Fiddle festival honors Alonzo Janes and lineage of black musicians


This year’s festival will be dedicated to Alonzo James’ incredible contribution to old-time fiddle music. Photo Credit: Joel Wyncott (@toeljimothy)

This weekend, the 48th annual Santa Barbara Old-Time Fiddlers’ Festival features performances, jam sessions, workshops, and competitions at the Stow House in Goleta.

The festival honors music that came to America from Irish, English, and Scottish immigrants. Those musical traditions were then mixed with African American influences.

“People were coming here from other places with their songs, their jokes,  their toasts, and their instrumental techniques,” says David Bragger, the festival’s artistic director. “And things started changing very quickly in certain areas and cemented very slowly in others.”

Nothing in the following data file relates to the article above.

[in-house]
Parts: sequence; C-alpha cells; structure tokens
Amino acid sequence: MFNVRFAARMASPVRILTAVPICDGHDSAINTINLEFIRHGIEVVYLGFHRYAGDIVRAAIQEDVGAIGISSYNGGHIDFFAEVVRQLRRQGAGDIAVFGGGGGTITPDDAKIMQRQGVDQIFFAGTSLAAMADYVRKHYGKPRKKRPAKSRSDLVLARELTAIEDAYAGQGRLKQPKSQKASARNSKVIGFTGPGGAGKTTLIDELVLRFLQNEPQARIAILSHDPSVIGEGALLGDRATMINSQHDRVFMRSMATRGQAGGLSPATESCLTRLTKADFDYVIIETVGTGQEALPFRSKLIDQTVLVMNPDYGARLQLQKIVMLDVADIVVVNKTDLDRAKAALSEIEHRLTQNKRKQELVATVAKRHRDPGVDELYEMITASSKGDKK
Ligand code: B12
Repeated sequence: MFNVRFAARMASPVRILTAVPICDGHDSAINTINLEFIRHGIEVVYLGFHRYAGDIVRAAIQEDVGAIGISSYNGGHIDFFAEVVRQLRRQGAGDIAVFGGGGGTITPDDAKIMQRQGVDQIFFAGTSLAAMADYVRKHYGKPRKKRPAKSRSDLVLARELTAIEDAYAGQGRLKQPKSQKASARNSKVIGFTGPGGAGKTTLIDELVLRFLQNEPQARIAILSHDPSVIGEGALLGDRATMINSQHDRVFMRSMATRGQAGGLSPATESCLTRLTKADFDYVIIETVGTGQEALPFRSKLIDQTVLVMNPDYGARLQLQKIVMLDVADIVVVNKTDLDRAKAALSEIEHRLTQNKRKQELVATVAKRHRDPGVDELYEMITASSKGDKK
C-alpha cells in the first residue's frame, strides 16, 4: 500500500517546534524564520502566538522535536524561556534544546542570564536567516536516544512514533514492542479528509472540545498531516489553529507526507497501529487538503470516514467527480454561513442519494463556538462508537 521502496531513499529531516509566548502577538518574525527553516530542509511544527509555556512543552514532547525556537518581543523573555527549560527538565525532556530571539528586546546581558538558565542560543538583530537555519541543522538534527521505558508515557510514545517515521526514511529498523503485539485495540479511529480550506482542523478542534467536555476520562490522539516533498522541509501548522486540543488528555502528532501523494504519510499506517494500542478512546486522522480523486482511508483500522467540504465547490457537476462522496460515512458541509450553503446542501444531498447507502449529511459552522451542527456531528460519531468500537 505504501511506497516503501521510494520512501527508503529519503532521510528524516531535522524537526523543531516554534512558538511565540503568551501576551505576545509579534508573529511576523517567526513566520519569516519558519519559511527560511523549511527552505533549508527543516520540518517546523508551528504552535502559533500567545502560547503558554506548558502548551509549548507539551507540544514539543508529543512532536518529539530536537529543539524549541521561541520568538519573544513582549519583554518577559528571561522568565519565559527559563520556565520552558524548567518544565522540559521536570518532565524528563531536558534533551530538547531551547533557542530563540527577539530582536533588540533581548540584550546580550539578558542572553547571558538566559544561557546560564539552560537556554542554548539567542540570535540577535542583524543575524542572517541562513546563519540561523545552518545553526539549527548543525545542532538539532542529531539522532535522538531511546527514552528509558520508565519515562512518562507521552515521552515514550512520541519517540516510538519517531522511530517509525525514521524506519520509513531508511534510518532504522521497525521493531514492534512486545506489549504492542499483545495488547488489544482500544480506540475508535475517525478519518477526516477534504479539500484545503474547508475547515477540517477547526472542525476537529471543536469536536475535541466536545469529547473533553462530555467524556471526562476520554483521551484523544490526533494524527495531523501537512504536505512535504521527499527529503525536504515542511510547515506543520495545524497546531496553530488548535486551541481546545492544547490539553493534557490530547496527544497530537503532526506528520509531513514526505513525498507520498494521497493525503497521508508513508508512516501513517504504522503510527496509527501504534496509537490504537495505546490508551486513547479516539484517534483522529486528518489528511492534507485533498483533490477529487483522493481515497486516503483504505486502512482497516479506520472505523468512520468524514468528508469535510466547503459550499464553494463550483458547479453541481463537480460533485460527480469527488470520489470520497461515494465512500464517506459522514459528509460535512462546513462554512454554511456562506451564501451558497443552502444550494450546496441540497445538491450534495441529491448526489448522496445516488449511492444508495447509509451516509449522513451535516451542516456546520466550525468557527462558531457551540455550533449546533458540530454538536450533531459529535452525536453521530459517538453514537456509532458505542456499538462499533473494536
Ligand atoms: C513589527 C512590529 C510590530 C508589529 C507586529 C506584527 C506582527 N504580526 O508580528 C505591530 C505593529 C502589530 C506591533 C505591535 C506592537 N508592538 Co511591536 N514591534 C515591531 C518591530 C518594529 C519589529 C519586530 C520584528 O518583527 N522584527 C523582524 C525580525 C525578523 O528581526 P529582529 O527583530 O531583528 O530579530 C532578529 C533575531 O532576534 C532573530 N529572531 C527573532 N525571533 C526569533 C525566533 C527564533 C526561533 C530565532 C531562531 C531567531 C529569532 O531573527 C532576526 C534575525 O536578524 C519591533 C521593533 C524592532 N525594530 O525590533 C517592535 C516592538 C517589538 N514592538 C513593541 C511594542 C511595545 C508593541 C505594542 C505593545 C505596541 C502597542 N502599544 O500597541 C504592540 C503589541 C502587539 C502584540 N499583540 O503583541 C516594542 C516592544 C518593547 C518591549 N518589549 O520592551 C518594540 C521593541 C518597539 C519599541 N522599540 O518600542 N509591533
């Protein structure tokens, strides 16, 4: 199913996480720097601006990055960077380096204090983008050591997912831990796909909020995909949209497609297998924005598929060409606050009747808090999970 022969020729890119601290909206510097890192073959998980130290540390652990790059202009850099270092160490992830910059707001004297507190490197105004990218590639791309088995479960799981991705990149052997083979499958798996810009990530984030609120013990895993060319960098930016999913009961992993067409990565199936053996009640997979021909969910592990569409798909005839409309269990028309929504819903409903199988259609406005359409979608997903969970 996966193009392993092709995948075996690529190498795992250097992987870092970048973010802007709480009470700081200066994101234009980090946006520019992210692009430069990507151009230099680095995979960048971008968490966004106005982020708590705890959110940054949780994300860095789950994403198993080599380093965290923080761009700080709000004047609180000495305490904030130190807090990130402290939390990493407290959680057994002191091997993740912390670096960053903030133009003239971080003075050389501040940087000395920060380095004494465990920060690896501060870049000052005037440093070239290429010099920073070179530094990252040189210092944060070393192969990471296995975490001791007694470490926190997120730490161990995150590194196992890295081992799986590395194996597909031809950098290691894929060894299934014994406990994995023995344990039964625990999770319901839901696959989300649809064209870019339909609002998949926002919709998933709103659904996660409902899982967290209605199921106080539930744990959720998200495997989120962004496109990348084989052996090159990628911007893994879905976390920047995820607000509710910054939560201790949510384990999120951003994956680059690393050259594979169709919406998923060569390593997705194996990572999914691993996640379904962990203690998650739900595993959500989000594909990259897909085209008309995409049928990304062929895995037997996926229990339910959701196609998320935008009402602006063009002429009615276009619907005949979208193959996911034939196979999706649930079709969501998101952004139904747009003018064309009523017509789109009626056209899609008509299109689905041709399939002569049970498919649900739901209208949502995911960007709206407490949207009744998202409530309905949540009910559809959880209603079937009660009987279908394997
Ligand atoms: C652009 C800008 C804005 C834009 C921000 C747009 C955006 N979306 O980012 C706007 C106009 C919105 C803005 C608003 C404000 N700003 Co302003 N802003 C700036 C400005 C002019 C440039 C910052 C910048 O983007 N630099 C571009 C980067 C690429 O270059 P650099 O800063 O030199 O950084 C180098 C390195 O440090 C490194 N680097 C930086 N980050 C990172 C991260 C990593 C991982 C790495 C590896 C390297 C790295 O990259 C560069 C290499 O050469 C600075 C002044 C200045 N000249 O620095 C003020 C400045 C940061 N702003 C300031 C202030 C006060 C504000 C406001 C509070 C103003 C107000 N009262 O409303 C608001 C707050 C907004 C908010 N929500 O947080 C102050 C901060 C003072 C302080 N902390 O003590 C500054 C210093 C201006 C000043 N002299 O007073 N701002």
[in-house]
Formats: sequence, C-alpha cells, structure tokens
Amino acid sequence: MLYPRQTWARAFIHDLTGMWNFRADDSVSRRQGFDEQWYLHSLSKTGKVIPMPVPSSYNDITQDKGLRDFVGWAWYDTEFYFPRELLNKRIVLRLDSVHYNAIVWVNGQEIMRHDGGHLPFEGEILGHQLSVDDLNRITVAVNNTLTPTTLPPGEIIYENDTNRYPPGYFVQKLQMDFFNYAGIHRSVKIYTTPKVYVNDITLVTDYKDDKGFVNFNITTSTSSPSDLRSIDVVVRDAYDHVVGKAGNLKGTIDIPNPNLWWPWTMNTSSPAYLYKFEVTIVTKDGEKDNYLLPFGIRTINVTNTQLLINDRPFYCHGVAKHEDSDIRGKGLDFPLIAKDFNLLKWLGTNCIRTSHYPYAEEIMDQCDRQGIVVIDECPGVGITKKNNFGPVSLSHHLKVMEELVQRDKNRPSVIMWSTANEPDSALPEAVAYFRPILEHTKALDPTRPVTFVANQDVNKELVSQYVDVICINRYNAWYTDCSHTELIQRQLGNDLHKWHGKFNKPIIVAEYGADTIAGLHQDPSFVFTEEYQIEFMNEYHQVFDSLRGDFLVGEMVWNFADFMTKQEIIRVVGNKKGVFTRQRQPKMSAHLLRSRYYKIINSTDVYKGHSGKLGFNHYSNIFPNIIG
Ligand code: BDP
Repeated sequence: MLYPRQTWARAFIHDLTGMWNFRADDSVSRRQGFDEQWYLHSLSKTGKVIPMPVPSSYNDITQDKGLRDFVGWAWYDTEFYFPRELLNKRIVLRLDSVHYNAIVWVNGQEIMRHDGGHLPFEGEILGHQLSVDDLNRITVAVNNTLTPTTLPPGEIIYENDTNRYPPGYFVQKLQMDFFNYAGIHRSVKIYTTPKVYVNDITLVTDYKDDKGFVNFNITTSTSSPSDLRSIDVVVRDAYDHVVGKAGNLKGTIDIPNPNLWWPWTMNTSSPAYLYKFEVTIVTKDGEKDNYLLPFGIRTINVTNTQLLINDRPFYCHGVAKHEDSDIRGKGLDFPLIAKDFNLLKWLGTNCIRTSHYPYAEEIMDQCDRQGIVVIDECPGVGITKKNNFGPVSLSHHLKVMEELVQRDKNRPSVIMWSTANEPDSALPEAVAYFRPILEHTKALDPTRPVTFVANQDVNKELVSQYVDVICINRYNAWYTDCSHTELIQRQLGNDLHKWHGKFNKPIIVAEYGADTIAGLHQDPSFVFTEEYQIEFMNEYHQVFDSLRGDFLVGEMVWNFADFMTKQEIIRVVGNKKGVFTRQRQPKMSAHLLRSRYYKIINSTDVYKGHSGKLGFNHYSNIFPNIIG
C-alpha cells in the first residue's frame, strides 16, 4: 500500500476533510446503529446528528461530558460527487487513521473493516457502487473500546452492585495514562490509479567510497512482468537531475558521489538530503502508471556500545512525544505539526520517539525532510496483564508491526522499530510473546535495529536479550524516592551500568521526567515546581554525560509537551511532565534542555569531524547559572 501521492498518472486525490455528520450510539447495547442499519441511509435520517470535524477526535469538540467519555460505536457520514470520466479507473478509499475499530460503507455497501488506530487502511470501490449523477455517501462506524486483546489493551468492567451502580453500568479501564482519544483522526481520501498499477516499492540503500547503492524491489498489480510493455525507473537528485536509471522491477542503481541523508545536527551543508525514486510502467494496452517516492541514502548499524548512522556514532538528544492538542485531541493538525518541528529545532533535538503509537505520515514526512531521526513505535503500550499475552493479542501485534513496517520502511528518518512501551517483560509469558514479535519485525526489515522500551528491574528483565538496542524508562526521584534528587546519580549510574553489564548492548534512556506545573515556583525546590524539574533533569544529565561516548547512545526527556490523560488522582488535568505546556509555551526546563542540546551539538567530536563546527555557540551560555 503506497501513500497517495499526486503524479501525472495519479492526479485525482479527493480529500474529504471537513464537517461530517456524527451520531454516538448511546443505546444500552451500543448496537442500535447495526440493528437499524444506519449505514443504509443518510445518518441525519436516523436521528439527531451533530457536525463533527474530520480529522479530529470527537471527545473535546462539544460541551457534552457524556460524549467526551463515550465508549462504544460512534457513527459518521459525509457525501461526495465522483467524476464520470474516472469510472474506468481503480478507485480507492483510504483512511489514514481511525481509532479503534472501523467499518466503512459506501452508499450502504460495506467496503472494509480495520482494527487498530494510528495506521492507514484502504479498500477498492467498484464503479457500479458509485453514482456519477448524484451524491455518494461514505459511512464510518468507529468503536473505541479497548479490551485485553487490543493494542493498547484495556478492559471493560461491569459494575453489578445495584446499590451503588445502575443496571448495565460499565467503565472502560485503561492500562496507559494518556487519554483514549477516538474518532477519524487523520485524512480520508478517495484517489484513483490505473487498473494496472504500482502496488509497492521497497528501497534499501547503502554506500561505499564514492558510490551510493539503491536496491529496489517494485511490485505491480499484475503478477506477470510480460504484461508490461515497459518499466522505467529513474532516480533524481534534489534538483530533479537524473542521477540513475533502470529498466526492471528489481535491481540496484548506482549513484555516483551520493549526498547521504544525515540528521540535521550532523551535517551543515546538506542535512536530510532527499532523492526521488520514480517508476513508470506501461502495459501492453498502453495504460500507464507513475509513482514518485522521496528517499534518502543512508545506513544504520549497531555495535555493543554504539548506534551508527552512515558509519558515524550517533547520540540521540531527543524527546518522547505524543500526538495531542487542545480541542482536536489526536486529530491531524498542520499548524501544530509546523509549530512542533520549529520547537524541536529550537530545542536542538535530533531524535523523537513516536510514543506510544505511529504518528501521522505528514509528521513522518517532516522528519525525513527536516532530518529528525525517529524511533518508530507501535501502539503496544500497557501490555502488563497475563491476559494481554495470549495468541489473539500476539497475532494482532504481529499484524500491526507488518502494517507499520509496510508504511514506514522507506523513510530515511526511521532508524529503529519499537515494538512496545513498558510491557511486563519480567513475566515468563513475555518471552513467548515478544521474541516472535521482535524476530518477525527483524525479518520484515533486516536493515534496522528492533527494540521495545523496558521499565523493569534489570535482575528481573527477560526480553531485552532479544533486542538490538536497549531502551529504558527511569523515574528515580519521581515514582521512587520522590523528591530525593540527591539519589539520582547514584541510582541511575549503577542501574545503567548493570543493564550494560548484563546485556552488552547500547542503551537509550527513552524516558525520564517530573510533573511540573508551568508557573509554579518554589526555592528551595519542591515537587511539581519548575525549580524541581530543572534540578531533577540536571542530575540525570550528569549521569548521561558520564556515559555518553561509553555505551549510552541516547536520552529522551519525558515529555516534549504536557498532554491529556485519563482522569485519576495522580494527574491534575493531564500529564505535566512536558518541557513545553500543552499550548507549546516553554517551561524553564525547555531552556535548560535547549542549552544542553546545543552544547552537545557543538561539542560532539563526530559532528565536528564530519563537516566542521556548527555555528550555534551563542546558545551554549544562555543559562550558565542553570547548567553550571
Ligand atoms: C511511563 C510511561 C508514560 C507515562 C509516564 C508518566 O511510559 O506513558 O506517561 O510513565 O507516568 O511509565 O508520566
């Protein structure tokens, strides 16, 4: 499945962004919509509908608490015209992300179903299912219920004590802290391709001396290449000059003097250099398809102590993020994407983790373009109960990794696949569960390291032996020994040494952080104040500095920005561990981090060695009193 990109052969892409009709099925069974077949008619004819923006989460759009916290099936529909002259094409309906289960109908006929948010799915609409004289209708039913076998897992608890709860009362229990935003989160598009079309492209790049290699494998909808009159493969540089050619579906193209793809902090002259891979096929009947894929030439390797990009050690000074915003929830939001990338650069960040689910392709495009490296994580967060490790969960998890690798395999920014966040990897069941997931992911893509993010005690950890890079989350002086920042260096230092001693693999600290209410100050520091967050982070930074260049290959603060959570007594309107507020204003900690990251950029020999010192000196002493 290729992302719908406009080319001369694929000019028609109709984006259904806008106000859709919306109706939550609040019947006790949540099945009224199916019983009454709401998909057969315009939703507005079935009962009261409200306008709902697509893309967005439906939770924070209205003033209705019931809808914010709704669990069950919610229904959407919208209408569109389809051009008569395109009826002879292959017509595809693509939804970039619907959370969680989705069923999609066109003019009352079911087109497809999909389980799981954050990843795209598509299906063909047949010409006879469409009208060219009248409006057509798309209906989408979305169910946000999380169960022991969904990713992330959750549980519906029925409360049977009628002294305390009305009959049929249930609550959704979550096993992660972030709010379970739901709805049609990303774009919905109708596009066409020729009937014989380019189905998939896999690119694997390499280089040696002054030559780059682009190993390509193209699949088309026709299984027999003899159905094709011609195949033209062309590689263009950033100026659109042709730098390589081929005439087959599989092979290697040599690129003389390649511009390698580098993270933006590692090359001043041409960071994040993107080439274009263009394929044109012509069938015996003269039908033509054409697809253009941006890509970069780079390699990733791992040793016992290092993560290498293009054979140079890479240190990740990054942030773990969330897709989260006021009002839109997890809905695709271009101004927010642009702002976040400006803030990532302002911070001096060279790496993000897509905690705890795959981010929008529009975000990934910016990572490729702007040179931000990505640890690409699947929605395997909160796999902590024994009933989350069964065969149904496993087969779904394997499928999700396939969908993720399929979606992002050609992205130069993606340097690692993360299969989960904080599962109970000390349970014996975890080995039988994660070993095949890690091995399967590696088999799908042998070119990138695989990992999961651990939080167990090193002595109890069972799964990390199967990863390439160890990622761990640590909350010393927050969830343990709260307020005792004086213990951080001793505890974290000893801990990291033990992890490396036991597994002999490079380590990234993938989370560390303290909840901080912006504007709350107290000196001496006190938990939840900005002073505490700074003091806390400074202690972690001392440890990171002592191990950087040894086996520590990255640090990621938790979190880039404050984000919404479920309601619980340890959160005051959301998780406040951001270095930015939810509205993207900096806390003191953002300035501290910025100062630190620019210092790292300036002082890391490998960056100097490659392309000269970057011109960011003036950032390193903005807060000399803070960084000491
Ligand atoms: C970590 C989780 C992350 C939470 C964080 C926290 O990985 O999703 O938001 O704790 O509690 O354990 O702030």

This year’s festival will educate people about a lineage of black and enslaved musicians, whose contributions to American music were obscured by a lack of recordings.

One of those musicians is Alonzo Janes, who was enslaved and played in a plantation orchestra as a child. 

Janes later passed some of his old-time fiddle knowledge to Mel Durham, who then brought the music to Southern California. 

--Written by Carolina Starin, produced by Jonathan Bastian